Saudi reformists' trial to reconvene

The trial of three Saudi Arabian reformists accused of calling for a constitutional monarchy in the conservative kingdom will reconvene behind closed doors, their lawyer said.

    The men had publicly demanded reform in the kingdom

    Ali al-Dimaini, Abd Allah al-Hamid and Matruk al-Falih, who have been held for more than a year, "were informed Tuesday that the hearing will take place Saturday morning", said lawyer Khalid al-Mutairy.

    He said the hearing will be held in camera (in chambers) as in earlier hearings.

    The judge had adjourned the hearing for three weeks on 12 March after a request by the prosecutor for additional time to gather more evidence against the defendants.

    Mutairy said he did not expect a verdict to be reached in Saturday's session, which he thought would focus on examining the prosecutor's new evidence.

    Reform demands

    Al-Dimaini, al-Hamid and al-Fali

    h were arrested in March last year on charges of demanding a constitutional monarchy in the oil-rich kingdom.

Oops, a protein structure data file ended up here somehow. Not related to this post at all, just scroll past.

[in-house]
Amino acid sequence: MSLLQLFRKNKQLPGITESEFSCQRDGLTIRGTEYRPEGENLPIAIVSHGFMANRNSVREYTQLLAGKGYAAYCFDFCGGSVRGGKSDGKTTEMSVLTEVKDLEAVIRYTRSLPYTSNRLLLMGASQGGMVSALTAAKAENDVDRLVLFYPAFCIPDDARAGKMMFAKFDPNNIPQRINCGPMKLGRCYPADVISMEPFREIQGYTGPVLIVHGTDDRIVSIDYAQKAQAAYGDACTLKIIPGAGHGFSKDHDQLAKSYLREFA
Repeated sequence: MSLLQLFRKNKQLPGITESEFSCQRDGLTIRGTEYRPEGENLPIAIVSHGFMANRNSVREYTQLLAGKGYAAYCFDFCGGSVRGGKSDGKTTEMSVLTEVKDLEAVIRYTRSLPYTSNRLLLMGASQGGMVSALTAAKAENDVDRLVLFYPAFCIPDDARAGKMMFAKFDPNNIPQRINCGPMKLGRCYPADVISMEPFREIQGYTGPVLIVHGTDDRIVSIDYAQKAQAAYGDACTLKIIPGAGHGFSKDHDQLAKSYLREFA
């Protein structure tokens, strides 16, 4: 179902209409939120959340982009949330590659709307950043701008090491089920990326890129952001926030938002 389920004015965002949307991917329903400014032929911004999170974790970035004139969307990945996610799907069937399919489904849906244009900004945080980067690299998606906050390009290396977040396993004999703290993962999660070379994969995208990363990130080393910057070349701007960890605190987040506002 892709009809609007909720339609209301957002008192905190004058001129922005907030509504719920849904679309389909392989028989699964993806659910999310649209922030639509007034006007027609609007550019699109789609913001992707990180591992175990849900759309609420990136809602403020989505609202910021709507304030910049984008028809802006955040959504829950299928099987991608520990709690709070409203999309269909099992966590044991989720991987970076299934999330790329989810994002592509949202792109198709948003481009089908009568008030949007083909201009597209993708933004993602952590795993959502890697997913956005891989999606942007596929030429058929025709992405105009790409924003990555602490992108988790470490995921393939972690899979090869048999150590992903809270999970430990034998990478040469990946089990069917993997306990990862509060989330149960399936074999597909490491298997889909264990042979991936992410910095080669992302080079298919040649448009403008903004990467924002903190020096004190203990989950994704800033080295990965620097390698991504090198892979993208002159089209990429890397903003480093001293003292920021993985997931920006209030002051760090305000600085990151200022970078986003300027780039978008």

The three, whose trial opened in August, are also accused of "using Western terminology" in demanding political reforms. They also allegedly questioned the king's role as head of the judiciary.

    The defendants were among more than 10 activists arrested at the time. The others were released in the same month after pledging to stop lobbying publicly for reform.

    SOURCE: AFP


    YOU MIGHT ALSO LIKE

    Lost childhoods: Nigeria's fear of 'witchcraft' ruins young lives

    Lost childhoods: Nigeria's fear of 'witchcraft' ruins young lives

    Many Pentecostal churches in the Niger Delta offer to deliver people from witchcraft and possession - albeit for a fee.

    The priceless racism of the Duke of Edinburgh

    The priceless racism of the Duke of Edinburgh

    Prince Philip has done the world an extraordinary service by exposing the racist hypocrisy of "Western civilisation".

    China will determine the future of Venezuela

    China will determine the future of Venezuela

    There are a number of reasons why Beijing continues to back Maduro's government despite suffering financial losses.